“This time around we squeezed the proportions into the right shape because we had to make it fit Robert Downey’s anatomy,” says Mahan. “You can’t cheat the proportions or the perspective to hide something. Everything was going to be visible and it was made so that Robert could fit into the suit from the waist up. But the other proportions from the waist down were also correct and I think it was a really successful merger of the practical and the digital because the digital companies could take the physical, full-size piece, scan it and use that as the basis for their computer model.”

“It’s really amazing how fast Shane and his team were able to build the suits,” notes director Jon Favreau. “They made the suits more lightweight and out of much more flexible and forgiving materials. Not only did the practical suits inform what we did digitally, but they also allowed us to shoot Robert in the suit, which makes it feel like Tony Stark is really wearing the suit. We never wanted to lose sight of that because Tony is more the star of the film and Iron Man is an alter ego.”

“When Robert put on that suit it came alive and we learned so much about the character he inhabits,” observes co-producer Victoria Alonso. “If you don’t have that physical suit for Robert to wear, as good as we are in the computer graphics world, you don’t quite get there. So we always tried to have it live and practical and when we couldn’t, we tried to create a practical reference so we could either match it or augment it. Robert would wear the half suit and he would have a MoCap suit from the waist down with tracking marks on it so we were tracking its movement. It was similar to being on a motion-capture stage, but we were getting the reality of the suit on Robert Downey’s torso.”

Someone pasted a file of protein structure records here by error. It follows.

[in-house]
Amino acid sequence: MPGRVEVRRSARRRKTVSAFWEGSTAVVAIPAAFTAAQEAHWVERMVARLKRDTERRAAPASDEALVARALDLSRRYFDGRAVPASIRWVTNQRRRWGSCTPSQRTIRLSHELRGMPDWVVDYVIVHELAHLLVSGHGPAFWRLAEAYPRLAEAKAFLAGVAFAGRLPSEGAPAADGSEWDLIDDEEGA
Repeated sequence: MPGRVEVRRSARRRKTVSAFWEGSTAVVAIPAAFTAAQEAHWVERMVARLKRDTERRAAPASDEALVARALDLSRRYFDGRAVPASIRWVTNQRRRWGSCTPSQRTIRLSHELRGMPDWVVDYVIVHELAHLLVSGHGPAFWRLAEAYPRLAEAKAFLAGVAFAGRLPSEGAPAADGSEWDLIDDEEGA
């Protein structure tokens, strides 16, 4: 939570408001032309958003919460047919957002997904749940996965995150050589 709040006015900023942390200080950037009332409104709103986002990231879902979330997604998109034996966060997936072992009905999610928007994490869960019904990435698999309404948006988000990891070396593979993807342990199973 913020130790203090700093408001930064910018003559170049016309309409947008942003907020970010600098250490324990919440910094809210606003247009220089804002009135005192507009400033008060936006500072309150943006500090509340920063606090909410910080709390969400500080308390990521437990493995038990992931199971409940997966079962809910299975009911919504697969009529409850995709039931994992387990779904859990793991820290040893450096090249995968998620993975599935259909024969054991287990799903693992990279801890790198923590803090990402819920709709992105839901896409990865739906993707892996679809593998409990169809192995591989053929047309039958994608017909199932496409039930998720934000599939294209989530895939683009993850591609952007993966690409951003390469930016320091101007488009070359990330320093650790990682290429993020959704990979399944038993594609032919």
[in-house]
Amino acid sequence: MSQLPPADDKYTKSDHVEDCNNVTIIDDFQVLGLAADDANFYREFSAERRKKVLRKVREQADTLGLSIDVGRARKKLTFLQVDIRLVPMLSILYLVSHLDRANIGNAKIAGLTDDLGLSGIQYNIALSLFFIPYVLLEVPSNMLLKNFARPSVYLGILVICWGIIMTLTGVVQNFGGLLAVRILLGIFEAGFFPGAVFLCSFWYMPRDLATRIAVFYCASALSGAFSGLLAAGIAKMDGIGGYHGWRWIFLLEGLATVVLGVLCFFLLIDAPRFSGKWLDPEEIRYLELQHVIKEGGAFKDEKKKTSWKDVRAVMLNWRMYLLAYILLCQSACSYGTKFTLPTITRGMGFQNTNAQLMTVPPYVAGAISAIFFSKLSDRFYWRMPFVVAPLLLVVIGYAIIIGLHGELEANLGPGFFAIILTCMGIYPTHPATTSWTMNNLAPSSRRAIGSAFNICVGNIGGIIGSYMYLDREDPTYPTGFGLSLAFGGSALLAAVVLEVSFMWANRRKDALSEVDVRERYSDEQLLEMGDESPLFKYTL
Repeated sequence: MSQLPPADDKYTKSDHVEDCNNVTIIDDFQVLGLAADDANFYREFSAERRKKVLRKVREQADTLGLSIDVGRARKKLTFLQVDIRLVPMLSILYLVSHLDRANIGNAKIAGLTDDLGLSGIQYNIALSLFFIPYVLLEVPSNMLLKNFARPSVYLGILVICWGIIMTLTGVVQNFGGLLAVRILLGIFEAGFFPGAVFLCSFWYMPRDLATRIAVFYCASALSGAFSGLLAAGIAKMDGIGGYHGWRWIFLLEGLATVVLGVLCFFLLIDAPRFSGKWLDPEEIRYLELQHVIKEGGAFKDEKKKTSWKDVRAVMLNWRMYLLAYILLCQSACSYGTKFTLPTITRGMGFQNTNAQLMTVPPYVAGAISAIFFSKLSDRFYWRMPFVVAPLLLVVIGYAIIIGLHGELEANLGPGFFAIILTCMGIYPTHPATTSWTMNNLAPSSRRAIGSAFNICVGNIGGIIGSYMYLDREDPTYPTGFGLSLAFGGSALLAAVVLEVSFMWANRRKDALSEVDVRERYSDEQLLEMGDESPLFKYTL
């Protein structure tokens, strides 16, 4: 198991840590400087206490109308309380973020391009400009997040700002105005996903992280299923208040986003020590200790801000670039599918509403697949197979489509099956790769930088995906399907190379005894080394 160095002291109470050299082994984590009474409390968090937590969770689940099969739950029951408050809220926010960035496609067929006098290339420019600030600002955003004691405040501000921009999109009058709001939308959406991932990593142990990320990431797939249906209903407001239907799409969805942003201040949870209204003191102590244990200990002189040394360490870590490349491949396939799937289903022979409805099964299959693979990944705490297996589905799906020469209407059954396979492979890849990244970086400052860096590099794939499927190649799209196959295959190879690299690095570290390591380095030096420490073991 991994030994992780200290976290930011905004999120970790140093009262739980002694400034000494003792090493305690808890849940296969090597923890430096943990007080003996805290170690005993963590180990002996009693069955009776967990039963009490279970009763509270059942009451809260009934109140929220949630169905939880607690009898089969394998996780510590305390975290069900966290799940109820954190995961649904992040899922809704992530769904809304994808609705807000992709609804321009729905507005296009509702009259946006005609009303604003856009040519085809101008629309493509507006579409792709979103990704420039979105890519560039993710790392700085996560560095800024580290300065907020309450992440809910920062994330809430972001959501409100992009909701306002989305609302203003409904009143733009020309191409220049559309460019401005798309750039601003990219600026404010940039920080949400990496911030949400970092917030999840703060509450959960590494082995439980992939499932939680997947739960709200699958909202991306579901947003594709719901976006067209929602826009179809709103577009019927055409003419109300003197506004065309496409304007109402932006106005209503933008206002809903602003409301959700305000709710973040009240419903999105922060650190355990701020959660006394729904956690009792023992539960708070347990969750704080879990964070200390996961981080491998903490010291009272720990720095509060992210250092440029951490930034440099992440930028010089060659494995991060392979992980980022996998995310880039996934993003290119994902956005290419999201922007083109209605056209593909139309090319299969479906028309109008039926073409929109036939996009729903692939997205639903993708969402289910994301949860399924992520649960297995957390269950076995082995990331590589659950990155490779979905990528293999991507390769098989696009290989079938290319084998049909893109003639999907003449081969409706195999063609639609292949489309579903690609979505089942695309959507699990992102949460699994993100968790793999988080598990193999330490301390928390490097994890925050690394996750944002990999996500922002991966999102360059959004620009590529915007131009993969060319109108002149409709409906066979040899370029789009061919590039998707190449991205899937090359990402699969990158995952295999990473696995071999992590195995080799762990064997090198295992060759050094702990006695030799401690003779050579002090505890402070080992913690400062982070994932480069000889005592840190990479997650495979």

In explaining the challenges and the evolution of the Iron Man suit, producer Feige says that “in coming up with the design of Tony’s suits for this film we wanted to follow what worked and was defined for us in the Iron Man comics for years. It’s really two things. First, Tony’s always upgrading his suit with new ideas and gadgets. Secondly the iconic red and gold face of Iron Man remains more or less unchanged. So we needed to devise suits that still were iconically Iron Man, but at the same time evolve the story we were telling. Tony starts the film in the Mark IV, which still has the iconic circle RT, but if you compare it side by side with the Mark III, it’s sleeker, more dynamic and has many more gadgets. But it remains, unquestionably, Iron Man.”

“In designing the Mark IV, we changed the arms and shoulders but the biggest change was in the legs,” says the film’s Lead Suit Illustrator, Ryan Meinerding. “We really wanted to add a more human gesture to the legs from a front-view. What they did in the Mark III was really great because the legs were very linear and you got the feeling that they were there for thrust and flying. Still, we felt that for some of the action sequences it would probably help to have a little more gesture, to make the poses more dynamic. We also wanted to slim down the shoulder pads in the Mark IV to make it feel a bit more high tech as opposed to football pad-ish. Overall, the main objective in designing it was to make it feel a bit sleeker and streamlined.”